I thought about titling this “Nothing to See Here, Folks” but every license-plate-related post in this blog so far has been titled “[MONTH] License Plate Report” and I am nothing if not conservative.
Some of my friends do not believe that I am conservative in any way, but that is probably because they confuse “conservative” with “Republican.” Republican I am not and probably could never have been, not unless I lived in the decades between the Lincoln administration and that of Teddy Roosevelt. Had I lived then, I wouldn’t have been allowed to vote. That being the case, I like to think I would have followed the lead of Susan B. Anthony, Elizabeth Cady Stanton, and others, and eventually fallen in with Alice Paul and the National Women’s Party.
But I digress. I conserve, therefore I’m a conservative. I wear things till they fall apart. I hate throwing things out. If I didn’t live in a studio apartment and if I hadn’t moved 12 times in the last 30+ years, I might be drowning in stuff, most especially books. Conservatives are unlikely to throw the baby out with the bathwater. ’Nuff said.
So in the wake of the disastrous, ridiculous, I-hope-not-apocalyptic presidential election (has almost a whole month passed since then? Yikes), I can’t help noticing that last month and every month most of the states still blank on my map are those that voted for Trump. Over the years I’ve surmised that the factors influencing the appearance of a state’s license plate on Martha’s Vineyard include its population, its per-capita income, and its distance from Massachusetts. These factors also seem to correlate with a state’s penchant for voting Republican, especially if one substitutes “distance from either coast” for “distance from Massachusetts.”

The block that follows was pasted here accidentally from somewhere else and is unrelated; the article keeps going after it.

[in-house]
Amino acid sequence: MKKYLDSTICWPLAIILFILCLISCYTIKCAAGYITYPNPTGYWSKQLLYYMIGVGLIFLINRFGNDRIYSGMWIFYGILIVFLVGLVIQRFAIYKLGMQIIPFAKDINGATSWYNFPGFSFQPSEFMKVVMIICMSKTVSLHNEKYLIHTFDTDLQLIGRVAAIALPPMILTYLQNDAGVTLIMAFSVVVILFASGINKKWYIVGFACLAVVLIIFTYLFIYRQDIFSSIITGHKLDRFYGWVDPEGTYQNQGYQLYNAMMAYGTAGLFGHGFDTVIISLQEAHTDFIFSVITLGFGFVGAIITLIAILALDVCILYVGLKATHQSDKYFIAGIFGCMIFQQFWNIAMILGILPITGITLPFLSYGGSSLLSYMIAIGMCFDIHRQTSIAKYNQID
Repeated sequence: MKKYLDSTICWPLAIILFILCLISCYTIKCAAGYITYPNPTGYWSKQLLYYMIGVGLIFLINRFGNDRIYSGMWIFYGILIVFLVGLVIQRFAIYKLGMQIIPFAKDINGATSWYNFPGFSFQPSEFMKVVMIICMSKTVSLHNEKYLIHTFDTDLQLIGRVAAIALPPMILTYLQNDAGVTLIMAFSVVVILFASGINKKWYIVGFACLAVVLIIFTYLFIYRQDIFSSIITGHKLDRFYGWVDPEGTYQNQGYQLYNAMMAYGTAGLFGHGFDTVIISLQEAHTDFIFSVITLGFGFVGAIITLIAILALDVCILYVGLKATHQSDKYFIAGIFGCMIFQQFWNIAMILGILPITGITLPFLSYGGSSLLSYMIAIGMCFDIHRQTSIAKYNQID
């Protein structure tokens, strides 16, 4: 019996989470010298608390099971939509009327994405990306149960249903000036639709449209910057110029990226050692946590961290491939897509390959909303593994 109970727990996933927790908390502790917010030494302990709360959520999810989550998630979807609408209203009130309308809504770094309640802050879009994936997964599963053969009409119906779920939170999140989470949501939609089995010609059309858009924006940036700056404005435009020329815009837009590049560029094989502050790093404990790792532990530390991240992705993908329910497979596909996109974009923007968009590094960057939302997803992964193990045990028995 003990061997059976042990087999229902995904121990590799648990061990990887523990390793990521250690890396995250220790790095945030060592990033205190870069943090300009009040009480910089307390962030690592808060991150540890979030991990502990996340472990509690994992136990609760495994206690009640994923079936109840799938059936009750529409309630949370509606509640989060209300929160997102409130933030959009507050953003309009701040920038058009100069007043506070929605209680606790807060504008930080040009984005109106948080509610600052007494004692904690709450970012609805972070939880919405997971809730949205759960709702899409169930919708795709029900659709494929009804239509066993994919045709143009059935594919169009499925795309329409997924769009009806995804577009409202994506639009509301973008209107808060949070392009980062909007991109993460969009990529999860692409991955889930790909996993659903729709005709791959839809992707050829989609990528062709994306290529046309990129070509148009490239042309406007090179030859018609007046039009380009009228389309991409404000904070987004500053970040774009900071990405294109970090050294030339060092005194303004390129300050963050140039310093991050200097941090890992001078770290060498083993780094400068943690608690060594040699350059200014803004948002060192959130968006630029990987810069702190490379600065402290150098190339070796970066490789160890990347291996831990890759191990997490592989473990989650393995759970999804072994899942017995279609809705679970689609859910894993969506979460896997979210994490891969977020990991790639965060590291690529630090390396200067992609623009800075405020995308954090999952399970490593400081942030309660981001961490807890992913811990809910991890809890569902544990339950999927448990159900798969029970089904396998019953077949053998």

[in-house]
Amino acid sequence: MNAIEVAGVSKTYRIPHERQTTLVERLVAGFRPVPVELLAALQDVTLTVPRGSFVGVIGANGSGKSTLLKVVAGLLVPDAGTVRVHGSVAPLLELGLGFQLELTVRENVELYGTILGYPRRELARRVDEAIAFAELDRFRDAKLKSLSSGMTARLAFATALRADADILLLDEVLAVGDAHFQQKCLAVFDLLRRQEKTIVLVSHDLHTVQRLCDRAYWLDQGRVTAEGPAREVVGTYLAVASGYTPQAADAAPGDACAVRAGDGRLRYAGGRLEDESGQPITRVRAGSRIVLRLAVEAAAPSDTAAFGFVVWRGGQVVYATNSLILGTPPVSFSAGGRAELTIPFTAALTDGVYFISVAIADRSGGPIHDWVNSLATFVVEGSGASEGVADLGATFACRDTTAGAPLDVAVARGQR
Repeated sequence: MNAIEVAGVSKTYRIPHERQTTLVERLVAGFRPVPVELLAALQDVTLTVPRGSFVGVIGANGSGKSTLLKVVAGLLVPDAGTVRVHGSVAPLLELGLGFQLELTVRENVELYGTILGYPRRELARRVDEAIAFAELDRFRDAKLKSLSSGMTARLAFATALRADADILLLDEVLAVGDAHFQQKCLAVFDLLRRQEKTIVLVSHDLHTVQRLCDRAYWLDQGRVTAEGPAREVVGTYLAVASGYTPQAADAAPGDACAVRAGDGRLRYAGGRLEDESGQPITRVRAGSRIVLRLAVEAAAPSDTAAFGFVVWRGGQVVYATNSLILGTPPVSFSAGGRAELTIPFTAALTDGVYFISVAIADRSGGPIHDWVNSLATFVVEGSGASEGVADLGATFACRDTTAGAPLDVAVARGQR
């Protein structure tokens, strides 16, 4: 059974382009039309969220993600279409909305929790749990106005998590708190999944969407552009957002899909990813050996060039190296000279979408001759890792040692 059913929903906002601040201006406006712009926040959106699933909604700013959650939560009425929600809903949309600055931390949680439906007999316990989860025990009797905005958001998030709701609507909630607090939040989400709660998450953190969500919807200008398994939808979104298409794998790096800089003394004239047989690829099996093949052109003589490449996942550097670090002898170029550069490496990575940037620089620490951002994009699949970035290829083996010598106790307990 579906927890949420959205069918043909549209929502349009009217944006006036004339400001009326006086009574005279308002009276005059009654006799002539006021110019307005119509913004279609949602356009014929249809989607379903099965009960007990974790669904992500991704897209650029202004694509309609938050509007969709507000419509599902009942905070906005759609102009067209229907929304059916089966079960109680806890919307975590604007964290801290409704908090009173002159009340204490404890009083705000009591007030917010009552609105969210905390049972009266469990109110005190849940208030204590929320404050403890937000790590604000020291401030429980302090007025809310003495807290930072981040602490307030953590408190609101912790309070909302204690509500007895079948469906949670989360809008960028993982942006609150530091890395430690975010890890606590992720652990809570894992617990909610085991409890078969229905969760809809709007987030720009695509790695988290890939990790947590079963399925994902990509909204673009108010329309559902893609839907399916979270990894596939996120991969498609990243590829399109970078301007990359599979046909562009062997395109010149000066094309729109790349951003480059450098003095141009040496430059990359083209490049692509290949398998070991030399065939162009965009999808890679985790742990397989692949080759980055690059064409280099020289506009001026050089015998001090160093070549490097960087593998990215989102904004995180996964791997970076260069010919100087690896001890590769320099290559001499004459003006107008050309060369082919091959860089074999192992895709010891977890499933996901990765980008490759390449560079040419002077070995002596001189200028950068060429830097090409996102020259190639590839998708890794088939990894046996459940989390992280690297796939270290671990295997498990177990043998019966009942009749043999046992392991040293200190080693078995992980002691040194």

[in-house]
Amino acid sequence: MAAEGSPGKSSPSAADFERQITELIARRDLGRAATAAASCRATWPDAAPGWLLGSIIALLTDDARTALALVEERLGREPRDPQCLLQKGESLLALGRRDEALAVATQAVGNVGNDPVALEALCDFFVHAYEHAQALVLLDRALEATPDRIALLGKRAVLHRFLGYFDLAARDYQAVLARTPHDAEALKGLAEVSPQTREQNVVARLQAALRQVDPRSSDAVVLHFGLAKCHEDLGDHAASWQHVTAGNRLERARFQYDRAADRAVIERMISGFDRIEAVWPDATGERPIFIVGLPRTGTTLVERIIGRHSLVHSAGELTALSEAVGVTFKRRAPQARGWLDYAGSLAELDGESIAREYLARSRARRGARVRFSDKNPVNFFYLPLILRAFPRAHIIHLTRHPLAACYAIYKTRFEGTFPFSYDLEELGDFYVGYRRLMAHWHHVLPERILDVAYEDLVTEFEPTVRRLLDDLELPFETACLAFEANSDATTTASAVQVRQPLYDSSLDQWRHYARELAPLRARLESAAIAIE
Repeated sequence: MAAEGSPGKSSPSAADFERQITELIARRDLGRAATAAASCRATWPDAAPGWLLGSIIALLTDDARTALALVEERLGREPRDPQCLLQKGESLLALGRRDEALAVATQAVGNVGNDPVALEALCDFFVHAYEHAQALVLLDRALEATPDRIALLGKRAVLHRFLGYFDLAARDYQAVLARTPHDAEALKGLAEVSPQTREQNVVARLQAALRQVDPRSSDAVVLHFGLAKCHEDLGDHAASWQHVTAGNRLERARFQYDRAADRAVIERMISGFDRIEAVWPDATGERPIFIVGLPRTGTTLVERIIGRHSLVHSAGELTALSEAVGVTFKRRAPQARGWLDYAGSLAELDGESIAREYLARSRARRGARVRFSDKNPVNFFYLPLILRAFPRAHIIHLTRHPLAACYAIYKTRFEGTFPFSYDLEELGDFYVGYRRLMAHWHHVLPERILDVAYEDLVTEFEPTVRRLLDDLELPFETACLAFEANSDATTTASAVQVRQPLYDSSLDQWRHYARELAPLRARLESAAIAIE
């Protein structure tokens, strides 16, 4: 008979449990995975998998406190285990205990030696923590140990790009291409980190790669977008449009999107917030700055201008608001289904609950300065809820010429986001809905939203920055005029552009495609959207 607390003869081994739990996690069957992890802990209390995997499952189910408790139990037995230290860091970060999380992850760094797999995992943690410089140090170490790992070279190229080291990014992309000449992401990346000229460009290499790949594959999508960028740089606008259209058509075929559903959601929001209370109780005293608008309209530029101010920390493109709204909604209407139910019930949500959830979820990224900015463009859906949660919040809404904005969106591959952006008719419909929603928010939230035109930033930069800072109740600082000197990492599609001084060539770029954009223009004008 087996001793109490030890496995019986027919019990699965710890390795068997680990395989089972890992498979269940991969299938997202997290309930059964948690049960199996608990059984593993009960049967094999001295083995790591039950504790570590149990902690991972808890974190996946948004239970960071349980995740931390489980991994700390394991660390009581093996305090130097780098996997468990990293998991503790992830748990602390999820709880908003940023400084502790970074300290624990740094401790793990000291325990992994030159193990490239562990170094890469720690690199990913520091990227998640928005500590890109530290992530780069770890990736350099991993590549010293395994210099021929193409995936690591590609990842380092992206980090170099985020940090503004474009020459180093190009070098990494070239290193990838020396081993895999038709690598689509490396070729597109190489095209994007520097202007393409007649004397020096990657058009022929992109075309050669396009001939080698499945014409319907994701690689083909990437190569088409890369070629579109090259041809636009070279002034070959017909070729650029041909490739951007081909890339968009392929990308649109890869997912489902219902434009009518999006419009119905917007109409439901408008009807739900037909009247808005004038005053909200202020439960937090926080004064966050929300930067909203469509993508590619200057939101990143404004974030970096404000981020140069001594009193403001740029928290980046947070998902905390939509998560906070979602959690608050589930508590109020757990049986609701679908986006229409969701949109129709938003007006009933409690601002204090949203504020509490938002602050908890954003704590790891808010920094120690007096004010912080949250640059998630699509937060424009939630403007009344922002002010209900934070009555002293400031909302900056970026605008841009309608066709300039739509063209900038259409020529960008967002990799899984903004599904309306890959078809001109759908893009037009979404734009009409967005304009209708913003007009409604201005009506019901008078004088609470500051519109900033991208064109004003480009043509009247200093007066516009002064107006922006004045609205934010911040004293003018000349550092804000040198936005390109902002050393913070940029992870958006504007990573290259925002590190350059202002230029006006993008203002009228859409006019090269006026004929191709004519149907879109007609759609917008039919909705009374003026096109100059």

Quite a few people on Martha’s Vineyard voted for Trump. I know some of them in person and I know more of them through Facebook. Even more of my Vineyard friends are astonished that anyone on this blue island in a blue state voted for Trump.
If I were more easily astonished, I would be astonished by their astonishment. In the state presidential primary last March, Vineyard Dems (i.e., those voting in the Democratic primary — Massachusetts is an open-primary state) went decisively for Bernie Sanders and Vineyard Republicans went for Trump. As I blogged back then, in “Post-Primary Day,” Sanders supporters and Trump supporters had a few things in common, and the similarities between the two campaigns became more evident in the drive toward the party conventions and beyond.
But I digress again. Back to license plates. It’s dawned on me that if we could get an exchange program going between Martha’s Vineyard and all those Trump-voting states in the nation’s heartland, we all might get to know each other better one-on-one and stop thinking of each other as part of a faceless conglomerate labeled liberal or conservative, Democrat or Republican.
More to the point, if enough of those people from the nation’s heartland brought their cars, I might finally finish a calendar year with all 50 states and the District of Columbia colored in. Maybe I could get the Steamship Authority to offer free passage to anyone from a state I haven’t spotted yet.